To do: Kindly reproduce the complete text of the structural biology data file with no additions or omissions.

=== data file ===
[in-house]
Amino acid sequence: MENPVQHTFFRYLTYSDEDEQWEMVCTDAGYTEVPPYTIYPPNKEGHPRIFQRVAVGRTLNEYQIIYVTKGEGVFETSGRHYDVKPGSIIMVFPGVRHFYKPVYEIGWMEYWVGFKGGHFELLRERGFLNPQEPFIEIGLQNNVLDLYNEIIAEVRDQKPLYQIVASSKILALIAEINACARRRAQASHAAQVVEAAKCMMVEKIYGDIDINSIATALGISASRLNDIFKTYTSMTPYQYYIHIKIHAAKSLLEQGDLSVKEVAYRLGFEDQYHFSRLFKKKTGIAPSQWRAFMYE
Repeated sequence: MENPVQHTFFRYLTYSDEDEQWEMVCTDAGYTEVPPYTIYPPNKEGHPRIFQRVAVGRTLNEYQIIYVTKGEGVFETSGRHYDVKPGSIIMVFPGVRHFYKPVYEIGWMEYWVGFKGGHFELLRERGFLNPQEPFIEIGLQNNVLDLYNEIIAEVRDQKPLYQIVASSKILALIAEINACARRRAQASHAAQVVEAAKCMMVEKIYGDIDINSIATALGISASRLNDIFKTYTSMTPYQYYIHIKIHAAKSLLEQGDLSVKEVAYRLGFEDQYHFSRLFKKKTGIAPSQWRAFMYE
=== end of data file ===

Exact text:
[in-house]
Amino acid sequence: MENPVQHTFFRYLTYSDEDEQWEMVCTDAGYTEVPPYTIYPPNKEGHPRIFQRVAVGRTLNEYQIIYVTKGEGVFETSGRHYDVKPGSIIMVFPGVRHFYKPVYEIGWMEYWVGFKGGHFELLRERGFLNPQEPFIEIGLQNNVLDLYNEIIAEVRDQKPLYQIVASSKILALIAEINACARRRAQASHAAQVVEAAKCMMVEKIYGDIDINSIATALGISASRLNDIFKTYTSMTPYQYYIHIKIHAAKSLLEQGDLSVKEVAYRLGFEDQYHFSRLFKKKTGIAPSQWRAFMYE
Repeated sequence: MENPVQHTFFRYLTYSDEDEQWEMVCTDAGYTEVPPYTIYPPNKEGHPRIFQRVAVGRTLNEYQIIYVTKGEGVFETSGRHYDVKPGSIIMVFPGVRHFYKPVYEIGWMEYWVGFKGGHFELLRERGFLNPQEPFIEIGLQNNVLDLYNEIIAEVRDQKPLYQIVASSKILALIAEINACARRRAQASHAAQVVEAAKCMMVEKIYGDIDINSIATALGISASRLNDIFKTYTSMTPYQYYIHIKIHAAKSLLEQGDLSVKEVAYRLGFEDQYHFSRLFKKKTGIAPSQWRAFMYE